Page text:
A quick follow up on yesterdays post about adding multitasking support to an iOS 4 app. I mentioned the recommendation from Apple to reduce your memory usage when entering background mode without mentioning how you determine what you are currently using.
A new memory analysis instrument called VM Tracker was added to the Xcode Instruments tool with iPhone OS 3.1 to allow you to examine the virtual memory space of a process. Note that you need to be running on Snow Leopard to use VM Tracker. Unfortunately the documentation for VM Tracker does not yet seem to have made it into the Instruments User Guide so you have to look at the iPhone SDK Release Notes for iPhone OS 3.1 for details. The most interesting piece is on the Summary view:
Summary view - This view shows the total amount of memory by region type. Individual regions are grouped by region type and show their contribution to the type’s overall usage statistics. This view is primarily useful as an overview of how a process' memory is being used, and it is recommended that special attention is paid to the “dirty” sizes, as these represent memory that must be paged to disk under memory pressure on Mac OS X and are completely unreclaimable memory on iPhone OS.
The “dirty” memory is what counts when an application is moved into the background and suspended. So this is the memory that needs to be reduced to a minimum if we want to increase the chances of surviving in the background.
To use the VM Tracker instrument run the application on a test device using the Run with Performance Tool > Allocations option from the Xcode Run menu. This will launch the application and attach Instruments to the running process with the Allocations and VM Tracker instruments.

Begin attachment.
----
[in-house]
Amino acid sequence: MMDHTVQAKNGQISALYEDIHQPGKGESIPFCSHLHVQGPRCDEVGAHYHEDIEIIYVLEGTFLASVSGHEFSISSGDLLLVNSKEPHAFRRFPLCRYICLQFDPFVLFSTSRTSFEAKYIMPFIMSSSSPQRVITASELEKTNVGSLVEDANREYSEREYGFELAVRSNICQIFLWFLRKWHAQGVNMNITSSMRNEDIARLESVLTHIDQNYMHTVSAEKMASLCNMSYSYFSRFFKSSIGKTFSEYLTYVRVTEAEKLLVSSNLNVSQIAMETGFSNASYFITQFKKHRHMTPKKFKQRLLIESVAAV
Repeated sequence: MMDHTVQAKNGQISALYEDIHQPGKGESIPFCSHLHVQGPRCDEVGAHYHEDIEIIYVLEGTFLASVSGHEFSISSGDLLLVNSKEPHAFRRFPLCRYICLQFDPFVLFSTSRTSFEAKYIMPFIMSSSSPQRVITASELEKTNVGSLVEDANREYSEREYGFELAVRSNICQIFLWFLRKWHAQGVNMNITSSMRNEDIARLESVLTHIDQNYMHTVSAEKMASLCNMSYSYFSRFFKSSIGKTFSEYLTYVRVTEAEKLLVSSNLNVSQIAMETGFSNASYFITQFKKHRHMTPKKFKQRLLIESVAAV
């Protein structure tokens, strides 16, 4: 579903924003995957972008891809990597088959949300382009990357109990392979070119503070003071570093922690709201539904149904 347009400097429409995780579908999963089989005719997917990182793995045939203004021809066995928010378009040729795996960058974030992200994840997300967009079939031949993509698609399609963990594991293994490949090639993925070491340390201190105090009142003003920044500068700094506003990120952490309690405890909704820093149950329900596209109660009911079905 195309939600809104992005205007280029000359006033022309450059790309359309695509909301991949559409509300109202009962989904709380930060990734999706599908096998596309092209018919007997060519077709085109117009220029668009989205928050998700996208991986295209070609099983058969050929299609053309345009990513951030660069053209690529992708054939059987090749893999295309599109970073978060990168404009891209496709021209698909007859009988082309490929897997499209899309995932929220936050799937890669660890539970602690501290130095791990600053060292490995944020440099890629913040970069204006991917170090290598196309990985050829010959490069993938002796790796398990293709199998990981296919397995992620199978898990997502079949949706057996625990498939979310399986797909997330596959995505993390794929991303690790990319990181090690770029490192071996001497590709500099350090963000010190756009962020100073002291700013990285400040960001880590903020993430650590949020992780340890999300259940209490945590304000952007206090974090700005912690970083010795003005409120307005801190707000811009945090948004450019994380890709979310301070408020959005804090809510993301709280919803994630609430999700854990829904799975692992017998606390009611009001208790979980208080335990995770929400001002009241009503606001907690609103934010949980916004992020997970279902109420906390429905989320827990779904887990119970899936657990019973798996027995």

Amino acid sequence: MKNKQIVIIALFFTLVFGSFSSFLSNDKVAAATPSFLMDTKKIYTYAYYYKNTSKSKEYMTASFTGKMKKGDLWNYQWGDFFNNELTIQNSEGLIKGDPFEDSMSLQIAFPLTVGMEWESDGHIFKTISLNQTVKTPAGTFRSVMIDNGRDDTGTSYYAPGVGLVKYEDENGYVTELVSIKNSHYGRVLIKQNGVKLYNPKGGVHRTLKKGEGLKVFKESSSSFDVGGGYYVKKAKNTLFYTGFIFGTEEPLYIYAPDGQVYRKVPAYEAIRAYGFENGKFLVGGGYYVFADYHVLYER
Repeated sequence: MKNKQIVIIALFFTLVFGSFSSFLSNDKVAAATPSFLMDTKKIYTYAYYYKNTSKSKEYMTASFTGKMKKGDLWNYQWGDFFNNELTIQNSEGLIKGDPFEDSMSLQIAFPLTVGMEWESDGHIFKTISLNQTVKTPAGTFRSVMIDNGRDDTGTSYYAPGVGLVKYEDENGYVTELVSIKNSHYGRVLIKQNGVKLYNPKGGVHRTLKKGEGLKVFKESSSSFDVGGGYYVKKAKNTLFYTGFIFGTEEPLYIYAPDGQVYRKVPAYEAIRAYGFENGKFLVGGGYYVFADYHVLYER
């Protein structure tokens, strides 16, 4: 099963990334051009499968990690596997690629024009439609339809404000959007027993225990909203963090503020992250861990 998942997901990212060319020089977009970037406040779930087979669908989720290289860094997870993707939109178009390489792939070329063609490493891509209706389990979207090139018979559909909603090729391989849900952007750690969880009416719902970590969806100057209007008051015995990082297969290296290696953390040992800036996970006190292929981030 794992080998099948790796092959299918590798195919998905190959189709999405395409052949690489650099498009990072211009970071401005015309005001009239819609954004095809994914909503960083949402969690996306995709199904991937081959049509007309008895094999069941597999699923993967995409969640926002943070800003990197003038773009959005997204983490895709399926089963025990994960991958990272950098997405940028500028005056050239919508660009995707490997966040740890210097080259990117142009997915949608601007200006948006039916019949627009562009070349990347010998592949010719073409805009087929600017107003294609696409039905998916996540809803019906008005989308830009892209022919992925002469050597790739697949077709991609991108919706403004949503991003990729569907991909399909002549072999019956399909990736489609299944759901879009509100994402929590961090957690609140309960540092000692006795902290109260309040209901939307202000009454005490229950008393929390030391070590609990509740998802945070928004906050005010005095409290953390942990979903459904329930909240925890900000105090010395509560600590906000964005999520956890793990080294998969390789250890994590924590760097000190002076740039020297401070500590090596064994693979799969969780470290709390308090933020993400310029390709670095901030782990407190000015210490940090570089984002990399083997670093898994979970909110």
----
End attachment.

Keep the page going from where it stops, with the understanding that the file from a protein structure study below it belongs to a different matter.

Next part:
The VM Tracker tool needs to suspend the app whilst taking a snapshot of its virtual memory so by default Apple has not enabled it to automatically snapshot the app. Since we are not in this case worried about impacting the application performance we can enable the Snapshot Automatically option with the default interval of 3 seconds. Alternatively you can manually click the Snapshot Now button after the app has entered the background and been suspended to record its memory usage.
With instruments running exercise the app to get a typical memory footprint and then use the home button to send it into the background. You should see two flags appear on the Instruments timeline. The first flag indicates that your app is entering the background (applicationDidEnterBackground is called at this point) and the second indicates the app has been suspended (click on the flag for details).
Once you have a snapshot of your app in the suspended state you can examine the VM Summary view to see the DIrty Size in MB (in the final column of the first row labeled Dirty). In the example below the app is using 5.90 MB.
I am still not sure what represents “High” memory utilisation so if you try this leave a comment for comparison but my feeling is that anything below 5-10 MB is “low” (time will tell if this is a good guess). What is probably more important is to go back and check your apps memory usage from time to time to ensure that it has not dramatically increased. The final test of whether an app is using too much memory is if users start to report that the app is being terminated by the system whilst in the background. Hopefully Apple will provide some feedback in the future on how they are seeing typical apps behave.